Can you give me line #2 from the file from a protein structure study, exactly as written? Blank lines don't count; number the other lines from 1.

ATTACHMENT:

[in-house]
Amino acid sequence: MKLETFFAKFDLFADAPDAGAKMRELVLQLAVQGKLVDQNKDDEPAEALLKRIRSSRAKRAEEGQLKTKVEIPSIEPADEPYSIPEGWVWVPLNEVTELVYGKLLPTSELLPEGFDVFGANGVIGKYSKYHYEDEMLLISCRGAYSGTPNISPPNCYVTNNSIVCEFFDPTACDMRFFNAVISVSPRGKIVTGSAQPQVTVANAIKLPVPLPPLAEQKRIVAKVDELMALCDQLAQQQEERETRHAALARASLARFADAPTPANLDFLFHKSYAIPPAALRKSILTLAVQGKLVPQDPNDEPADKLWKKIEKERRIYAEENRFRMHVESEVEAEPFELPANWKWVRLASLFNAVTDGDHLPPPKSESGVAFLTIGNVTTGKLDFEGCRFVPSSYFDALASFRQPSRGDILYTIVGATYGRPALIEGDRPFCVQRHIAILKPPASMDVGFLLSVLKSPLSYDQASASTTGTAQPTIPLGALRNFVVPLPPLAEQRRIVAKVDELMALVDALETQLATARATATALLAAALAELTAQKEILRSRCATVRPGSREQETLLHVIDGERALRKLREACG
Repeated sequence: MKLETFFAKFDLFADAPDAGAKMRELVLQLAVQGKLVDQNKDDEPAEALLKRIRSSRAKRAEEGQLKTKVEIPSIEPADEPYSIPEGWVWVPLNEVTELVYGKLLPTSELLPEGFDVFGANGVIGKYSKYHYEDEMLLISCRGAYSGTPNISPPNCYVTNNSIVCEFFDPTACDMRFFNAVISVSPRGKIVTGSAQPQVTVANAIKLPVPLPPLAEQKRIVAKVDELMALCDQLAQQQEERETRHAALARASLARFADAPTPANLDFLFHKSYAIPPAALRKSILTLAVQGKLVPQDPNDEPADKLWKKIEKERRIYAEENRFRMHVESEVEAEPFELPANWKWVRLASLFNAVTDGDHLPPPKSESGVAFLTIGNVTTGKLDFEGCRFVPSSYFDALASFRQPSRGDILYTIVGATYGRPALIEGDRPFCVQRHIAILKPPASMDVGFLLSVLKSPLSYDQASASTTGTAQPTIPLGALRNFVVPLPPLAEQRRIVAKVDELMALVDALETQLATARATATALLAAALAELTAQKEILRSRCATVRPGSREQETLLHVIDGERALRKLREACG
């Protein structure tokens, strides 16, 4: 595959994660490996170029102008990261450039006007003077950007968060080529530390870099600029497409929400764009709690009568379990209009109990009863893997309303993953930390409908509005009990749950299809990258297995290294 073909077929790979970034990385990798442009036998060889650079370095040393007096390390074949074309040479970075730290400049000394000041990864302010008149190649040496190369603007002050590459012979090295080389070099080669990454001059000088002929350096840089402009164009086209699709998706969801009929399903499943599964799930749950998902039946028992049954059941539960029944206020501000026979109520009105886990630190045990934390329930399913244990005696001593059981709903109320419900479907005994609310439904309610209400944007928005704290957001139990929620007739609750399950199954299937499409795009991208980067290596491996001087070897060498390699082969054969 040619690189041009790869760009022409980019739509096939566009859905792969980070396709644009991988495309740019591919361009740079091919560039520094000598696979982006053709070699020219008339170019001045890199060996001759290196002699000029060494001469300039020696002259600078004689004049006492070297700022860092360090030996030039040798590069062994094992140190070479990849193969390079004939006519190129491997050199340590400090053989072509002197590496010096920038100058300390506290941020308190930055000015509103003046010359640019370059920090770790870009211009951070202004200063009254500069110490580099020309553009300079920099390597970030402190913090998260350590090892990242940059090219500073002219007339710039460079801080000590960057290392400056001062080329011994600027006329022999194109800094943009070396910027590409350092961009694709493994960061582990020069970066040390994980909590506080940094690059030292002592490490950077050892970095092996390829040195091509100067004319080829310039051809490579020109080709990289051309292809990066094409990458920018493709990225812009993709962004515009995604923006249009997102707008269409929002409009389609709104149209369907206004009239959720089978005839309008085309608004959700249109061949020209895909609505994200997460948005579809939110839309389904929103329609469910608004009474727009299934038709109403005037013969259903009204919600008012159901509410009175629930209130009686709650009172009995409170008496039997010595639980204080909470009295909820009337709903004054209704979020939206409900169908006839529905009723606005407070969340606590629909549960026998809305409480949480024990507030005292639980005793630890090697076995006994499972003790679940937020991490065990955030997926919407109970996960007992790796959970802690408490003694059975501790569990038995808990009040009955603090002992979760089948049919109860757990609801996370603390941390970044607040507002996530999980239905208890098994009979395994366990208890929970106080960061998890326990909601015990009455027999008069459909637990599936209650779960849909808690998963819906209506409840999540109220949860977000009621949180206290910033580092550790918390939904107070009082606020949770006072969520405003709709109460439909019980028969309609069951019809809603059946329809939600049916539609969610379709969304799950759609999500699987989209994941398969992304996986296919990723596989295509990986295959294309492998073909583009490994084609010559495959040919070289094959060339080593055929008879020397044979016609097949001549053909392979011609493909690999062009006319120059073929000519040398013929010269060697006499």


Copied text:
Amino acid sequence: MKLETFFAKFDLFADAPDAGAKMRELVLQLAVQGKLVDQNKDDEPAEALLKRIRSSRAKRAEEGQLKTKVEIPSIEPADEPYSIPEGWVWVPLNEVTELVYGKLLPTSELLPEGFDVFGANGVIGKYSKYHYEDEMLLISCRGAYSGTPNISPPNCYVTNNSIVCEFFDPTACDMRFFNAVISVSPRGKIVTGSAQPQVTVANAIKLPVPLPPLAEQKRIVAKVDELMALCDQLAQQQEERETRHAALARASLARFADAPTPANLDFLFHKSYAIPPAALRKSILTLAVQGKLVPQDPNDEPADKLWKKIEKERRIYAEENRFRMHVESEVEAEPFELPANWKWVRLASLFNAVTDGDHLPPPKSESGVAFLTIGNVTTGKLDFEGCRFVPSSYFDALASFRQPSRGDILYTIVGATYGRPALIEGDRPFCVQRHIAILKPPASMDVGFLLSVLKSPLSYDQASASTTGTAQPTIPLGALRNFVVPLPPLAEQRRIVAKVDELMALVDALETQLATARATATALLAAALAELTAQKEILRSRCATVRPGSREQETLLHVIDGERALRKLREACG